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Comparison between Two Generic Questionnaires to Assess Satisfaction with Medication in Chronic Diseases  [PDF]
Stéphanie Delestras, Matthieu Roustit, Pierrick Bedouch, Mélanie Minoves, Valérie Dobremez, Roseline Mazet, Audrey Lehmann, Magalie Baudrant, Beno?t Allenet
PLOS ONE , 2013, DOI: 10.1371/journal.pone.0056247
Abstract: Objective The objective of this work was to compare two generic questionnaires assessing patients’ satisfaction with medication. In addition we tested whether satisfaction can predict adherence to medication regimens in patients with chronic diseases, and which dimensions of satisfaction are most involved. Methods This prospective, observational study was conducted over one year in a heterogeneous population of patients with various chronic diseases. Satisfaction with medication was assessed by using the TSQM? vII and the SatMed-Q? questionnaires, and adherence to treatment was assessed with the Morisky-Green questionnaire. Clinical pharmacists interviewed patients to collect clinical, demographic and therapeutic data. Results 190 patients were enrolled. Both questionnaires showed excellent reliability and correlation was high (R = 0.70; p<0.001). Adherence was correlated with satisfaction with medication whether assessed with the SatMed-Q? (R = 0.23; p = 0.002) or the TSQM? (R = 0.17; p = 0.02). Among different dimensions of satisfaction, convenience of use and side effects are prominent predictors of adherence. Conclusion Adherence is related to the patient’s satisfaction with medication whether assessed with the TSQM? vII or the SatMed-Q?. Therefore, these simple questionnaires could be used as predictive tools to identify patients whos’ adherence needs to be improved.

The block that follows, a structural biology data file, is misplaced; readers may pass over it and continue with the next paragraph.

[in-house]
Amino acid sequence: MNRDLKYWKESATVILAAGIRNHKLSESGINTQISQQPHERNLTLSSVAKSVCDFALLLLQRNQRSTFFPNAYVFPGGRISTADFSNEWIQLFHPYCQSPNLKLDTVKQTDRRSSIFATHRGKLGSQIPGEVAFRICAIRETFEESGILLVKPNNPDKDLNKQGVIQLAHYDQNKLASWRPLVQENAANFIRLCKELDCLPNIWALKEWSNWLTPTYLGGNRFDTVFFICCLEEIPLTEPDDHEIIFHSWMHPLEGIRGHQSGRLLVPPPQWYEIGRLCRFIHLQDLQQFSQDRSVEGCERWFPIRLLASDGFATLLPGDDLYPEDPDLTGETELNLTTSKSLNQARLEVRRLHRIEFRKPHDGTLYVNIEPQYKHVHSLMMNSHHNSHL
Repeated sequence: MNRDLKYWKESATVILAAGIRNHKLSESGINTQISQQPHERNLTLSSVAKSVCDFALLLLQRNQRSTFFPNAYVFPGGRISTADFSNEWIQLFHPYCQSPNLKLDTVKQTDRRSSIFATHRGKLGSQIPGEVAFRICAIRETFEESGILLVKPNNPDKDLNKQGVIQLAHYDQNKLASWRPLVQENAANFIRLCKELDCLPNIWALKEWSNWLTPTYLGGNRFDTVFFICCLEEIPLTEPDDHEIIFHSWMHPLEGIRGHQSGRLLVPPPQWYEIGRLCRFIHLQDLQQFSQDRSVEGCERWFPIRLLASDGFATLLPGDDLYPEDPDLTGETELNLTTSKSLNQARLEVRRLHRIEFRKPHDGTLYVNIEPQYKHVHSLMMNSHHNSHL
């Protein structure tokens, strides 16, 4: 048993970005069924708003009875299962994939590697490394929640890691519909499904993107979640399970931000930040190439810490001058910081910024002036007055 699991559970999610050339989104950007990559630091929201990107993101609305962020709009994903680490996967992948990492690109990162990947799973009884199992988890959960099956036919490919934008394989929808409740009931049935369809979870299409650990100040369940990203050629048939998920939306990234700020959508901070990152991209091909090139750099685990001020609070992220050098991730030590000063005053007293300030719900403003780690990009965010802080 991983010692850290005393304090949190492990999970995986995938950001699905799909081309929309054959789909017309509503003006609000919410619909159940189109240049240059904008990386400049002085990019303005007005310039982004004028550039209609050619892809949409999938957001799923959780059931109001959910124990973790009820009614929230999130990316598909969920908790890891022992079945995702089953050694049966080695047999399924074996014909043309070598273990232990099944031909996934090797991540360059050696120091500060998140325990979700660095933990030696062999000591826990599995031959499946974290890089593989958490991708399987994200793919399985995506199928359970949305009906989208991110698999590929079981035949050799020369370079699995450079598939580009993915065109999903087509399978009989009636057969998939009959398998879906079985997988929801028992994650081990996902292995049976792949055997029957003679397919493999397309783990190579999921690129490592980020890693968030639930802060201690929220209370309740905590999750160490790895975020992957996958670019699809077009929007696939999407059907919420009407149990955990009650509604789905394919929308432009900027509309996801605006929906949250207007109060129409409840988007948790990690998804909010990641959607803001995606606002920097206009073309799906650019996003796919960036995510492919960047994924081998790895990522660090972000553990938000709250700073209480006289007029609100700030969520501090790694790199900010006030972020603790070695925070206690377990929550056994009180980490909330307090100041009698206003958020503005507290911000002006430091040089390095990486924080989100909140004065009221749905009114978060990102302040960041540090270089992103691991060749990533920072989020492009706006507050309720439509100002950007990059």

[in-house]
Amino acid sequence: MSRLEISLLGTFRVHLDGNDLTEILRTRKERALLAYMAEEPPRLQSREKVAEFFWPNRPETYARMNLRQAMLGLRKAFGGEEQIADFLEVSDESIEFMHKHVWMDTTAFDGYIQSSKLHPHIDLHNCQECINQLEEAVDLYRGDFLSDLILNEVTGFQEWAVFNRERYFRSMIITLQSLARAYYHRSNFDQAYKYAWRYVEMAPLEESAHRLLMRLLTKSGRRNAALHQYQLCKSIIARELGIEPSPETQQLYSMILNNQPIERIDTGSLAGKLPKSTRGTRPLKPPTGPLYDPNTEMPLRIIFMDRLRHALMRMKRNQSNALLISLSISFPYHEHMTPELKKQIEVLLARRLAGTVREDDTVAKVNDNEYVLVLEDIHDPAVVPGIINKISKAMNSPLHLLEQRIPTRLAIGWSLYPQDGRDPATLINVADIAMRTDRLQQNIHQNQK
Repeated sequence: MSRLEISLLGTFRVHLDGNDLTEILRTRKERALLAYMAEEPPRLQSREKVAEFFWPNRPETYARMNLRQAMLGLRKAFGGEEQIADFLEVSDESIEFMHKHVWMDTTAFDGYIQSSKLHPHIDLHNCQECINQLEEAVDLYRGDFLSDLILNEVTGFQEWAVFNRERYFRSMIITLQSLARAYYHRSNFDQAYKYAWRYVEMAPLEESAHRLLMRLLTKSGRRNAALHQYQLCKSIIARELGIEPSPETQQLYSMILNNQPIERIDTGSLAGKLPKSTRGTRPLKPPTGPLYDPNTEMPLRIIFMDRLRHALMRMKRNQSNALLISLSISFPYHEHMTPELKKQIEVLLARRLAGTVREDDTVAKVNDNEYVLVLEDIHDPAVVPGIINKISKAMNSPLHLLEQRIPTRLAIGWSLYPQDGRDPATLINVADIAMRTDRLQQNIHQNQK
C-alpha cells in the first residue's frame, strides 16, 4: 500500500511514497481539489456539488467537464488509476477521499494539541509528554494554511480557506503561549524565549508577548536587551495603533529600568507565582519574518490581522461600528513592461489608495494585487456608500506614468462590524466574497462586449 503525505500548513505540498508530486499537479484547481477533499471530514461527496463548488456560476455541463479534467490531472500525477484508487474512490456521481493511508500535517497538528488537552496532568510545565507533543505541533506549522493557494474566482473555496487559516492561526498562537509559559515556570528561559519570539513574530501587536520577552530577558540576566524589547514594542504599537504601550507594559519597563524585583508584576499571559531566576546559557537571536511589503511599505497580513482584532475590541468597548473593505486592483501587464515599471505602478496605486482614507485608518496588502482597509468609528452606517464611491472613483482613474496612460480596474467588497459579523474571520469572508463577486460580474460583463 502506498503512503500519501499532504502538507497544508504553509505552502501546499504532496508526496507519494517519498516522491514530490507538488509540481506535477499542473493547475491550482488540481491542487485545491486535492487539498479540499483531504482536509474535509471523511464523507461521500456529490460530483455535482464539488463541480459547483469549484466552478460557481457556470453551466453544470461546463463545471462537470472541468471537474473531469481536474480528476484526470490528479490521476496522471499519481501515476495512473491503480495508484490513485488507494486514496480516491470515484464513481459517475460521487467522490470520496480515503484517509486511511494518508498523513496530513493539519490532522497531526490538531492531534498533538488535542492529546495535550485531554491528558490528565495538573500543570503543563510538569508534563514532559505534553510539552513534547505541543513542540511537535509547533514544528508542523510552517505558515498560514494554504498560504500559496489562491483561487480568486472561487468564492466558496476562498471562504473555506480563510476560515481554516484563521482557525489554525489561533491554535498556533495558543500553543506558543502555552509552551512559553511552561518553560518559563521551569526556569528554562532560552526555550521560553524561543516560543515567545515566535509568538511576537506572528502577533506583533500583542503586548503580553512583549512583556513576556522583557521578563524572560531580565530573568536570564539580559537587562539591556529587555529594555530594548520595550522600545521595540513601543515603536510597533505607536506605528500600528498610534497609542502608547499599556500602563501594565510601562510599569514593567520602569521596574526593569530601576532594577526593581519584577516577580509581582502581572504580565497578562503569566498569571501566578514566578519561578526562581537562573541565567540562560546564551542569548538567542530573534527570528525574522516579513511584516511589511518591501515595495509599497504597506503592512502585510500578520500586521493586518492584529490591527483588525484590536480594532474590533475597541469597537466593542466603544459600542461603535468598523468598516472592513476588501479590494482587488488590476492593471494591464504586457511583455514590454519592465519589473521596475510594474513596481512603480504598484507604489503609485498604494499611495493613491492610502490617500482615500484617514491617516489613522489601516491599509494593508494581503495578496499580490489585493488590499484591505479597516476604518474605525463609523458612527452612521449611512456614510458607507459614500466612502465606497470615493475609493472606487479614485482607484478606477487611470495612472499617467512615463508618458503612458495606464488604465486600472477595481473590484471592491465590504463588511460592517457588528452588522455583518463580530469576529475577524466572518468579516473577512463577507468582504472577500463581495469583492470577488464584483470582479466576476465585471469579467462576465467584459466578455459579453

Scoring and psychometric properties of the Eye-Drop Satisfaction Questionnaire (EDSQ), an instrument to assess satisfaction and compliance with glaucoma treatment
Antoine Regnault, Muriel Viala-Danten, Hélène Gilet, Gilles Berdeaux
BMC Ophthalmology , 2010, DOI: 10.1186/1471-2415-10-1